New eco-friendly synthesis method uses alumina as a recyclable catalyst

New eco-friendly synthesis method uses alumina as a recyclable catalyst
Figure 1. A commercially available alumina powder. Credit: Kobe University

An international research collaboration between Kobe University and Inner Mongolia Medical University has developed a simple, low cost and comparatively environmentally friendly method of synthesizing diphenylmethanol derivatives using alumina from China. Diphenylmethanol derivatives are used as raw materials in the manufacture of perfumes and pharmaceuticals, among others.

The researchers discovered that can be repeatedly reused for this reaction if it is washed with water and dried between usages. This recycling reduces both the need for more alumina and the amount of waste produced, lowering synthesis costs and the impact on the environment. As global environmental awareness continues to increase, the researchers hope that this new method of chemical synthesis will contribute towards realizing a carbon neutral society and achieving the SDGs.

This discovery was made by an international research group, which included Associate Professor Tsuda Akihiko of Kobe University Graduate School of Science (who is also a visiting professor at Inner Mongolia Medical University) and researchers from Inner Mongolia Medical University, including Professor Chaolu Eerdun (who obtained their Ph.D. from Kobe University's Graduate School of Science) and Lecturer Liang Fengying.

A for this method was filed in China in April 2021, with a priority claim application made in September of the same year. Subsequently, the results of this research were published online in the ChemistryOpen on May 18, 2022.

New eco-friendly synthesis method uses alumina as a recyclable catalyst
Figure 2. The new synthetic method for producing diphenylmethanol derivatives developed in this study: Product conversion using an alumina catalyst. Credit: Kobe University

Alumina (Al2O3) is an aluminum oxide mainly used as a raw material for the production of aluminum (Figure 1). However, it is also utilized as a catalyst in the field of organic synthetic chemistry. It is mainly used for reactions that require harsh conditions (such as high temperature or high pressure). However, alumina is not a commonly-used catalyst for various reasons, one being that it can only be used for a small range of chemical reactions. Alumina is also used to adsorb impurities in the organic synthesis field and as a stationary phase substance in chromatography. However, issues such as its high cost as a raw material and the large amount of non-burnable waste it generates means that there is a trend towards replacing it with substitutes. Under these circumstances, Professor Tsuda led a research group at Inner Mongolia University (China) that succeeded in developing a new, sustainable method of organic synthesis using alumina, which China produces in great quantities.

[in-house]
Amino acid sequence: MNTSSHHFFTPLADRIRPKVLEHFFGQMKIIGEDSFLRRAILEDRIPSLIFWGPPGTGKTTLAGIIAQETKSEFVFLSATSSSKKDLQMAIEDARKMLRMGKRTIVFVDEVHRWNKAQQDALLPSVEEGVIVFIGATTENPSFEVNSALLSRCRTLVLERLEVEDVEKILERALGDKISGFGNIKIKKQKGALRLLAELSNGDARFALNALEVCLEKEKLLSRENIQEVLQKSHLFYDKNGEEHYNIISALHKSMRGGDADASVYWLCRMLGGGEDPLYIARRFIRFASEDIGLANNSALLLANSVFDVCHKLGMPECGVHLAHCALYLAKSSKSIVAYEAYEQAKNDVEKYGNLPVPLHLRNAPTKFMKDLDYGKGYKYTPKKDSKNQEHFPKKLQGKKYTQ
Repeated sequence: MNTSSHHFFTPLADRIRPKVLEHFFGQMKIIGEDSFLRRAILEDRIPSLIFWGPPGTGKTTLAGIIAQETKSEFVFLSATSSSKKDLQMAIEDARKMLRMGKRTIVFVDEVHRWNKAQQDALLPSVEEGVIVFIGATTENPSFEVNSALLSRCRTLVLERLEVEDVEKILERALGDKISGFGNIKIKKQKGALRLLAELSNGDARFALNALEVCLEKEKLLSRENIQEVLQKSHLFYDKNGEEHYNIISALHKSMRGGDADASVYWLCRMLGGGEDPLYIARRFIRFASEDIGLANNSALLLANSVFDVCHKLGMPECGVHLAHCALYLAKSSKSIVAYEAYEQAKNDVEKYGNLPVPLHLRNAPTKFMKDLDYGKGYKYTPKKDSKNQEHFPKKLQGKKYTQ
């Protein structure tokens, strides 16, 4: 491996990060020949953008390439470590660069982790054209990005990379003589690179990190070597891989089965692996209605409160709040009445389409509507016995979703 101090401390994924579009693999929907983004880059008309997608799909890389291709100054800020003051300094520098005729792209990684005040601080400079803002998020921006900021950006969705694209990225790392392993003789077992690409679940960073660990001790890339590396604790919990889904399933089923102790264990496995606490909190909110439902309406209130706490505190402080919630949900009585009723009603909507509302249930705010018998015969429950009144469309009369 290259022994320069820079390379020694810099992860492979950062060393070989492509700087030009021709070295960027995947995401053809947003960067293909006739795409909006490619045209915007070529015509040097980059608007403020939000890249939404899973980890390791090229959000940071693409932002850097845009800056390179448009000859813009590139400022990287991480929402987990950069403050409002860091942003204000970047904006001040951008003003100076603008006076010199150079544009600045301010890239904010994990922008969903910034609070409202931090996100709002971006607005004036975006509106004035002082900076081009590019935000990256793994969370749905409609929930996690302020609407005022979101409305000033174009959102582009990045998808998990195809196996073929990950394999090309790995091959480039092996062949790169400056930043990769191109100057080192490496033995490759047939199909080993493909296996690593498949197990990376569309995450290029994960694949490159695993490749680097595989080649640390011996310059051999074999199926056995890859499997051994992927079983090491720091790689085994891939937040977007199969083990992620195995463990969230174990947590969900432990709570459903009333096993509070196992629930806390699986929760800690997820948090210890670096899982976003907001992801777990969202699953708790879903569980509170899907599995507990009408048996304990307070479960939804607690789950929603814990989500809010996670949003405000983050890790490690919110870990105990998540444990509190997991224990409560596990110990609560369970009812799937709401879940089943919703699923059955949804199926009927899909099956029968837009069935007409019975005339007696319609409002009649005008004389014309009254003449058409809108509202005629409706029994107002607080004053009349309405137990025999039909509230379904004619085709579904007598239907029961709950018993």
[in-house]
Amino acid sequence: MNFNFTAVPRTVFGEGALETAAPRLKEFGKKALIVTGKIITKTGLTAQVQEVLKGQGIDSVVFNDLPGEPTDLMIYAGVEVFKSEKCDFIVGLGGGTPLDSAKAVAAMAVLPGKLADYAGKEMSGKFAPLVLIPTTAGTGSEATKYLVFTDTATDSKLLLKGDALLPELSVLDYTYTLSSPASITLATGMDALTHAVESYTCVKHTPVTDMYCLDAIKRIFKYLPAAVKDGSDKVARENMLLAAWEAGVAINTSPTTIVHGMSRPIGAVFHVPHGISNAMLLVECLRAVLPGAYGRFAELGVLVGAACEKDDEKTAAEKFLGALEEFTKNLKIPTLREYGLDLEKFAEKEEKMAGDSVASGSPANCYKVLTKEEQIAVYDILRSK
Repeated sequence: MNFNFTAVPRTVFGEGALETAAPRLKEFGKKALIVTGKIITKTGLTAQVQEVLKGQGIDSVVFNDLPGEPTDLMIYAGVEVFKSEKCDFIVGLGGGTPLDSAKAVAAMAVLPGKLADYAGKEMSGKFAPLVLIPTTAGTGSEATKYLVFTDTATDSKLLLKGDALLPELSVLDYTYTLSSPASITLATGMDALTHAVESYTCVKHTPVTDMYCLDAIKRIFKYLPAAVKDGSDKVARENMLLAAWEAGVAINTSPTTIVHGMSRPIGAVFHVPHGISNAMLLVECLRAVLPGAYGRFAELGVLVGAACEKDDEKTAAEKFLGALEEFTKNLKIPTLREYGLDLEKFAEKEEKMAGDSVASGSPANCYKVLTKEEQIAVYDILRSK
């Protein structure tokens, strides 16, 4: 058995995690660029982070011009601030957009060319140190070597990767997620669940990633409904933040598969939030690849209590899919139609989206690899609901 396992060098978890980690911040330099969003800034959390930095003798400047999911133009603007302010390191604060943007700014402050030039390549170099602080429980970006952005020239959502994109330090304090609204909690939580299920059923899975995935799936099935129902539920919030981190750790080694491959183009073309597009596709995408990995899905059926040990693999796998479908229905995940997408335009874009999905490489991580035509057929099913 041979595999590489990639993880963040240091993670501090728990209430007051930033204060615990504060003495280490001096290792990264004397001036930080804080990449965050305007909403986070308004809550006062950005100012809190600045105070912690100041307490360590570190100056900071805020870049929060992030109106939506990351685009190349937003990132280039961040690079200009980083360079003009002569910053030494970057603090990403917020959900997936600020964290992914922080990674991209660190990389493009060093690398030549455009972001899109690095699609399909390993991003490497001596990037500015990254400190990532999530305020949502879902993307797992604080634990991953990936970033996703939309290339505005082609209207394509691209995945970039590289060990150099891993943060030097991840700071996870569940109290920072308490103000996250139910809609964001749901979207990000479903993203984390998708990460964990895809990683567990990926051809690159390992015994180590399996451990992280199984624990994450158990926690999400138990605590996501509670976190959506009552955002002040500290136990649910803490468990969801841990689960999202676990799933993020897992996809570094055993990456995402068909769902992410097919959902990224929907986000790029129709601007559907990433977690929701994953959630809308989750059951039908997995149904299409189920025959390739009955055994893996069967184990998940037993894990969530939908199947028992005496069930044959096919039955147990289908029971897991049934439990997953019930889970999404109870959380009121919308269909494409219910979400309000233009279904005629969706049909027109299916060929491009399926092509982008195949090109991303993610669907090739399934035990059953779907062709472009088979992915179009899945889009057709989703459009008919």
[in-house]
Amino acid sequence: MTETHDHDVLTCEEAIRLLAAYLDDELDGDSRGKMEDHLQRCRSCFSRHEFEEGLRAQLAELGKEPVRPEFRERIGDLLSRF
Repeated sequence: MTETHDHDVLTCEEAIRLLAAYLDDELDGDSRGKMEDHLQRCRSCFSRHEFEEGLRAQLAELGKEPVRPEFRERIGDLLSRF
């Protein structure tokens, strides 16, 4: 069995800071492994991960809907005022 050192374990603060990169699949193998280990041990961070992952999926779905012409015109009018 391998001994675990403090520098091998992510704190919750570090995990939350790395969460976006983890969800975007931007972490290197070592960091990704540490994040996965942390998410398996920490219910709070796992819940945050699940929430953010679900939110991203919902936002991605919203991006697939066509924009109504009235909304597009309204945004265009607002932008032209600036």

Professor Tsuda and the Inner Mongolia Medical University team discovered a simple, low-cost, environmentally friendly way of synthesizing diphenylmethanol derivatives (which are starting materials in the production of fragrances and pharmaceuticals) by utilizing Chinese alumina as both a catalyst and adsorbent (Figure 2). Using aluminum chloride (AlCl3) as a catalyst, the generic organic solvents toluene, xylene, and trimethylbenzene were reacted with chloroform. If the resulting substance is post-treated with water, then you mainly obtain a chlorination product. However, the researchers discovered that if the same resulting substance is deposited on alumina that contains water, you can obtain diphenylmethanol derivatives. They also found that if the resulting substance is deposited on alumina that contains methanol, a methanol substitute is obtained. It is thought that when the substance is adsorbed onto the alumina, it reacts with the water or alcohol within to produce the respective end product.